"I asked them a couple questions to get their minds rolling afterwards and my six-year-old commented how, 'Wow, dads can come back with hurts on the inside. They might be missing an arm or a leg, but I didn't know that he could come home with hurts on the inside.' So he was actually a little bit worried. It started a conversation and that was good because...he didn't know how to ask, 'Is Dad going to be okay when he gets back'' And it was easy for me to say, 'Elijah, I can't know what the future is going to be like, but I have talked to Dad. We have stayed in communication and he's not going to be broken. He's going to be whole. It's just going to take a while for us to reintegrate and feel like a family again.'"
Sesame Street is also working to bring their support to military bases. Last year, they sponsored a "The Sesame Street Experience for Military Families," tour with the United Service Organization, and sent Elmo, Rosita and Grover to more than 40 U.S. installations. It was their first live outreach program in the 40-year history of Sesame Street, and at press time, they were scheduled to take the tour to bases in Europe, Hawaii and Alaska. For tour stops and dates, check the Sesame Web site at http://www.sesameworkshop.org/initiatives/emotion/tlc.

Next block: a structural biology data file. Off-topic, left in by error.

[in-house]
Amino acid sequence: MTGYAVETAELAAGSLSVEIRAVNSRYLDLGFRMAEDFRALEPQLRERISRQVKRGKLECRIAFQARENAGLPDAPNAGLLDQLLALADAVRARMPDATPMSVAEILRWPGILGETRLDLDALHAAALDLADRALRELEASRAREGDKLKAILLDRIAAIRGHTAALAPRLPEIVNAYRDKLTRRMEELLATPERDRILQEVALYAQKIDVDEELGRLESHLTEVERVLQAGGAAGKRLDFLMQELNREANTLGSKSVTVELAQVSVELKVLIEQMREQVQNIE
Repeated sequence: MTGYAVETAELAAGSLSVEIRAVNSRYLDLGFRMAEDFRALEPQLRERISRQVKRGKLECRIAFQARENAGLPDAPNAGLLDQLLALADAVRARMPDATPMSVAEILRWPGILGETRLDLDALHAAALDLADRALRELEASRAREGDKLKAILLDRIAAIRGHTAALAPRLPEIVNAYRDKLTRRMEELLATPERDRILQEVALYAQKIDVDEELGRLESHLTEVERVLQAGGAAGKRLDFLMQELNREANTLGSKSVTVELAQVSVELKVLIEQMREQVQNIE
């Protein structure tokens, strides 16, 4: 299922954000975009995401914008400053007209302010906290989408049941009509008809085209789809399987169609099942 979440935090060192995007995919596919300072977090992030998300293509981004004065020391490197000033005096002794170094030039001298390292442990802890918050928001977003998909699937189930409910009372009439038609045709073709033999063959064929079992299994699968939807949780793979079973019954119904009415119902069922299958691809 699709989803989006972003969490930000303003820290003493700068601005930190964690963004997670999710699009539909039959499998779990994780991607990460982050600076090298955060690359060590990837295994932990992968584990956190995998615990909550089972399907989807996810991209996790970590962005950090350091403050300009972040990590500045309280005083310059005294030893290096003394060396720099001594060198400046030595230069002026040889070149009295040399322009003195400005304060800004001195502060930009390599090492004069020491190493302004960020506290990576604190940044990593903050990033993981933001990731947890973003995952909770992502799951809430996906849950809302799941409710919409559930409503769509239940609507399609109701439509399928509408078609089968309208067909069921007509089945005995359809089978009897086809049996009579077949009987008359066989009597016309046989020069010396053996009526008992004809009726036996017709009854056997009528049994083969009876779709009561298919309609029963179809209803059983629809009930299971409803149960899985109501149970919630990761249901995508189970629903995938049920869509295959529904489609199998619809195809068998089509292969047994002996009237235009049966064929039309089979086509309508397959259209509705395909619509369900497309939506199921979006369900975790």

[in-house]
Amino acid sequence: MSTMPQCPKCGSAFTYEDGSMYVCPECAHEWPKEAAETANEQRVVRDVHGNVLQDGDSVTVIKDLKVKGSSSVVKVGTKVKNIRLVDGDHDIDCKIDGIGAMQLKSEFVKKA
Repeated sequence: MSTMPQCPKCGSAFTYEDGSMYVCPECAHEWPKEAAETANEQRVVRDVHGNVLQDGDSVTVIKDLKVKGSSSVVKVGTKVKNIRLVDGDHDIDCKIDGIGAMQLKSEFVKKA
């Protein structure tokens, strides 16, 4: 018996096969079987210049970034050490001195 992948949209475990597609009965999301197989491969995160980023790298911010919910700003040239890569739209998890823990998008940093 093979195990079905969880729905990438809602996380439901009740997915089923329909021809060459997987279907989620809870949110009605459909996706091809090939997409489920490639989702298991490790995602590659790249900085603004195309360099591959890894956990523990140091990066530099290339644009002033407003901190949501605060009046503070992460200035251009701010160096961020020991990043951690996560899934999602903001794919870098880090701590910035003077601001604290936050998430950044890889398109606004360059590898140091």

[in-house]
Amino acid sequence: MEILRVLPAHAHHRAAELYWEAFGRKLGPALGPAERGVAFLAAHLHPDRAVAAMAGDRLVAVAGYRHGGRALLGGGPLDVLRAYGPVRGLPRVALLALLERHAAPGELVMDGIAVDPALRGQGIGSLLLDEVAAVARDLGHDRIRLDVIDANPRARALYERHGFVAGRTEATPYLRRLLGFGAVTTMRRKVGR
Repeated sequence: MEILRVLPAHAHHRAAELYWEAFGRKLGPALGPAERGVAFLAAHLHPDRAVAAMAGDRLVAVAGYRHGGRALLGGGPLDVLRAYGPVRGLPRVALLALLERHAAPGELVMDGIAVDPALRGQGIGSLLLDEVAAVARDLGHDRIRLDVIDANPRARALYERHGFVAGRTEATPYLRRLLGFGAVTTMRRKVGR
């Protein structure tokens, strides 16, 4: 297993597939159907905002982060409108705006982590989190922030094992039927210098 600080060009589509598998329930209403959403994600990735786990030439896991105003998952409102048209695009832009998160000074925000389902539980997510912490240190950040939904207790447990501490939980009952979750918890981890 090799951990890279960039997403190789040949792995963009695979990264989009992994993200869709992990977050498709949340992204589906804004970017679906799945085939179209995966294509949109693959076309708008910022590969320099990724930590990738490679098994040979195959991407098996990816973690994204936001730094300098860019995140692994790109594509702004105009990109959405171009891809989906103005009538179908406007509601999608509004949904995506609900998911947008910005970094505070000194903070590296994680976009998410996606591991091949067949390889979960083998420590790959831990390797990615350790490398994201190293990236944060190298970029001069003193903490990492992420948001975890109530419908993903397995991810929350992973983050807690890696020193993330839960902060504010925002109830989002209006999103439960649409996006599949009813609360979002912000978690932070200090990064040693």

During the tour's launch last year, the monsters sang and danced and talked to military kids about how to keep in touch with deployed parents: read stories, write letters and draw pictures. Rosita suggested singing to each other on the phone or computer.
"I miss my family," cried one child in response to Elmo's question to audience members about whether they felt sad because they missed their mommies or daddies.
"I really liked the show," added Molly McKaig, explaining that she especially liked Elmo, because red is her favorite color and he's "so red."